During the 1920s the Soviet Union emerged on the world stage. The first decade was full of hope for a new social order that would reject the values and traditions of Tsarist rule. Centered in Moscow, a group of young artists, spearheaded in part by Vladimir (1899-1982) and Georgy Stenberg (1900-1933), championed an art that promoted the egalitarian ideals of the New Order and contributed to the growth of the Soviet Union. Known as the Constructivists, they advocated for utilitarian art that was easily accessible and spoke to the masses. Among their most provocative and visionary works were posters advertising Soviet films.
UMMA’s exhibition, Soviet Constructivist Posters: Branding the New Order features a selection of posters by the Stenbergs and other Constructivists for some of early cinema’s most inventive films including, Sergei Eisenstein’s October and Dziga Vertov’s Man with a Movie Camera.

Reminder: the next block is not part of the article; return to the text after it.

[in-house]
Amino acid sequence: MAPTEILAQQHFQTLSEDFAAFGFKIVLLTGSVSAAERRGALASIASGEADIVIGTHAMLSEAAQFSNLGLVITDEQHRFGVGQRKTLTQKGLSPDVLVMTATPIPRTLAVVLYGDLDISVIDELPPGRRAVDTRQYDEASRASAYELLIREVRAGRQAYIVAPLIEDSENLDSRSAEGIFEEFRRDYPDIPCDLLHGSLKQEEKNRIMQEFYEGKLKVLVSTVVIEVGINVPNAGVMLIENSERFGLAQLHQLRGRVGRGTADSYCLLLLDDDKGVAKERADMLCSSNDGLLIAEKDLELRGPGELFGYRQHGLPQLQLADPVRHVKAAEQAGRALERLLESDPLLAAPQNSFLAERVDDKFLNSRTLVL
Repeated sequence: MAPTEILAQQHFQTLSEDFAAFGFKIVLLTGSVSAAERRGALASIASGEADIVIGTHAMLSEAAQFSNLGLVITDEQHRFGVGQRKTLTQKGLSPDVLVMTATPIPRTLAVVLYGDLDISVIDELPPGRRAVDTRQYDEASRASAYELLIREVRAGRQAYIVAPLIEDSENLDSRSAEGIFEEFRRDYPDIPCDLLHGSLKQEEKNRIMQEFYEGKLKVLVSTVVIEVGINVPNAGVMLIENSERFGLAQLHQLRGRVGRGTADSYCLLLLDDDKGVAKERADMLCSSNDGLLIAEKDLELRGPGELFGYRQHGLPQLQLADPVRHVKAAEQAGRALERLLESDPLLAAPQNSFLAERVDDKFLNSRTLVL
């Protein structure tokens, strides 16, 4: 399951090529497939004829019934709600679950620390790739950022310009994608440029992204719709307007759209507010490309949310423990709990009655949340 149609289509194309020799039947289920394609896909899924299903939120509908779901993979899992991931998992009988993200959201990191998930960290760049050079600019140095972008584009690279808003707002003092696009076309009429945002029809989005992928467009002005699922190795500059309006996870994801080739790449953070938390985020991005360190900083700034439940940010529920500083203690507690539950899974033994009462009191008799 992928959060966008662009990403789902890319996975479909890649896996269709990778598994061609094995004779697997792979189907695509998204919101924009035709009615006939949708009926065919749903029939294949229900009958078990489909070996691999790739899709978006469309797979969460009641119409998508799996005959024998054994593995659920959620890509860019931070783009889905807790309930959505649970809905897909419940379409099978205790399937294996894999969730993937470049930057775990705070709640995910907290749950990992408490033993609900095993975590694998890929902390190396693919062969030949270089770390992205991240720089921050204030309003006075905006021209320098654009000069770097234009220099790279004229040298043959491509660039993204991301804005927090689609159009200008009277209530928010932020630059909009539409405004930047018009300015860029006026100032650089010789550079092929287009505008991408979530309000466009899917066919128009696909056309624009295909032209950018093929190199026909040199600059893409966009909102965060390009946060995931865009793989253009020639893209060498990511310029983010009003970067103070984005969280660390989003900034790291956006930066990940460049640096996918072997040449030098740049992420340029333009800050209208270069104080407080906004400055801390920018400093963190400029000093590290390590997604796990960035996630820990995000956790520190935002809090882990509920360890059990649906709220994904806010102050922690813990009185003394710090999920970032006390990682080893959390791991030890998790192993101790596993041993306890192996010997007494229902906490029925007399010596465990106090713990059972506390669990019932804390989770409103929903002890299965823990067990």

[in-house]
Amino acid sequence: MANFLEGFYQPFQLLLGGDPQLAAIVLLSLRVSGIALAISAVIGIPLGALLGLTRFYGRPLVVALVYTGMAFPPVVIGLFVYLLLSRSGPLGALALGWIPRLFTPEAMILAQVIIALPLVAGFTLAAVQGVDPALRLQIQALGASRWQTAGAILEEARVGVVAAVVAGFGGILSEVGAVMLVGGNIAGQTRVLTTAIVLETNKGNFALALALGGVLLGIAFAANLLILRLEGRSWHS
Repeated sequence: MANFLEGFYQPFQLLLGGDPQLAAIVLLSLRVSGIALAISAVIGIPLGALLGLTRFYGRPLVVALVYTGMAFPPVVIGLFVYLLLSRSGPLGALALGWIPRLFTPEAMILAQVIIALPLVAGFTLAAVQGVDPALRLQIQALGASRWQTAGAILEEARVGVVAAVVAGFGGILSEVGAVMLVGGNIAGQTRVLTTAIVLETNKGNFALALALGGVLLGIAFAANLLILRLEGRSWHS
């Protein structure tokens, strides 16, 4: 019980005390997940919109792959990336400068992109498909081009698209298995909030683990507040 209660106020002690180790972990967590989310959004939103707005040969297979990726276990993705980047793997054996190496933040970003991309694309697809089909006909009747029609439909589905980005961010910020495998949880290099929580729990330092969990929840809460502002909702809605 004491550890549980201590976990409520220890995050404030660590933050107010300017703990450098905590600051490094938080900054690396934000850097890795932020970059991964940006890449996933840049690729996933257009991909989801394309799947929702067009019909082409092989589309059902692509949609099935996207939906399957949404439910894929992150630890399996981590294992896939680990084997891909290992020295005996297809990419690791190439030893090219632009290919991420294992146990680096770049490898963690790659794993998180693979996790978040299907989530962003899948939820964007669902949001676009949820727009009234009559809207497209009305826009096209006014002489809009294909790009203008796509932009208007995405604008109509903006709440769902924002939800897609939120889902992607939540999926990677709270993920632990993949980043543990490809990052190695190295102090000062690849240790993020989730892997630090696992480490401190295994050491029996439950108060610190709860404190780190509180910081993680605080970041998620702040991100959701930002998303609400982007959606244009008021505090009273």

Using dynamic compositions, bold colors, and emblematic images, these posters announced that the Soviet Union was a progressive nation that could propel society into a utopian future. Their revolutionary aesthetic became associated with the workers’ movement and helped to shape how it was understood both at home and abroad. Though Constructivism went out of favor in the 1930s with the rise of Joseph Stalin (1878–1953), Constructivist designs continued to have an influence abroad. Today, their legacy can be seen in advertisements and other promotional materials made for the public eye.